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How should you file a deceased person’s final income tax returns?

On Behalf of | Jan 19, 2024 | Probate and Estate Administration

The Benjamin Franklin quote that “nothing is certain except death and taxes” may be going through your head as you realize that, as the executor of the estate of a loved one or friend who passed away last year, you’re required to file their final income tax returns. Their returns for last year are due on Tax Day with everyone else’s.

You may be able to get an extension from the IRS and the California Franchise Tax Board (FTB) if you need some extra time to gather documentation. It’s important to seek that as soon as possible. If the person who passed away was your spouse, you can simply file a joint return with the notation “Filing as surviving spouse” on the signature line. It’s wise to have a tax preparer or other tax professional help you, even if you haven’t used one before, since these are complex circumstances.

Gathering documents is a critical part of the job

If you’re the estate’s executor, but not the surviving spouse, the process of filing someone else’s income tax returns can be challenging. That’s especially true if it’s not easy to locate previous years’ returns or other necessary documents like 1099s and W-2s.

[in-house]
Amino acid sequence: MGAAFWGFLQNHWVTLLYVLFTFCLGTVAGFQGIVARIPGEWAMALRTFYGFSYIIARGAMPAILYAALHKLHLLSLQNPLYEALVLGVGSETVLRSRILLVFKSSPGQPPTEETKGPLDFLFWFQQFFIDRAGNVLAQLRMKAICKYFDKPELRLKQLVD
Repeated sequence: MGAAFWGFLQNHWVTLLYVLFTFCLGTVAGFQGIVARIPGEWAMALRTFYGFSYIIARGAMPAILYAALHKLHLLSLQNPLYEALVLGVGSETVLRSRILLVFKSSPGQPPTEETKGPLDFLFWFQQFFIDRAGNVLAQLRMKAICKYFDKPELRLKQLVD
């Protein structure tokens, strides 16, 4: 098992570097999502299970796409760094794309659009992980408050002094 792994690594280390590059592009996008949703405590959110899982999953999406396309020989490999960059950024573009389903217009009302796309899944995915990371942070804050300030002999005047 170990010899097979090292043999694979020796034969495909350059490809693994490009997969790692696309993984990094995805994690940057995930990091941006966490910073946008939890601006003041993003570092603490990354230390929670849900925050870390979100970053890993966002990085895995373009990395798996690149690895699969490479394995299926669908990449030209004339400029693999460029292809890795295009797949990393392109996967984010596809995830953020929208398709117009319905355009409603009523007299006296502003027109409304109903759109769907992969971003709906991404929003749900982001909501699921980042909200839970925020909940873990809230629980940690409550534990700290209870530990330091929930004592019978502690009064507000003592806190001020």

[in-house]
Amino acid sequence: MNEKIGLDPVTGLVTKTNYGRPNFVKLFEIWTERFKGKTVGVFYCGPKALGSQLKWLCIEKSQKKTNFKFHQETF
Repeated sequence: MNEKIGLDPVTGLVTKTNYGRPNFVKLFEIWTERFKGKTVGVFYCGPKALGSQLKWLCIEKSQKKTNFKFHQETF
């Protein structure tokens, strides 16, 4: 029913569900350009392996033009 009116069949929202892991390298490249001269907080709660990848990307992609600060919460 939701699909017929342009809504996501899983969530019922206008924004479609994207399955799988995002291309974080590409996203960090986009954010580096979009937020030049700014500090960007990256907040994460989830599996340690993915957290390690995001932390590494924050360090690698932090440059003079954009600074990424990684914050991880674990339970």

If the decedent had a tax preparer, your job will be easier, as they should have copies of previous years’ documents. However, you’ll still need to locate documentation of all types of income, including taxable benefits, for last year. You’ll also want to include deductible expenses like medical bills. You’ll need to provide a copy of the death certificate to get some of this documentation sent to you. You’ll also need to file IRS Form 56 to show that you have the right to file the decedent’s income tax returns.

It’s important to make sure that the person who passed away was filing their income tax returns in previous years. If they suffered through a prolonged illness or disability and didn’t have anyone with power of attorney (POA) over their finances, this may have been neglected in recent years.

Remember that filing a decedent’s income taxes has nothing to do with any estate tax responsibilities, if any are due. Executors are typically responsible for both. It’s a lot of responsibility and it can feel overwhelming. This has been just a brief overview of the issue, after all. However, with solid professional tax as well as legal guidance, you can help ensure that you’re handling everything correctly.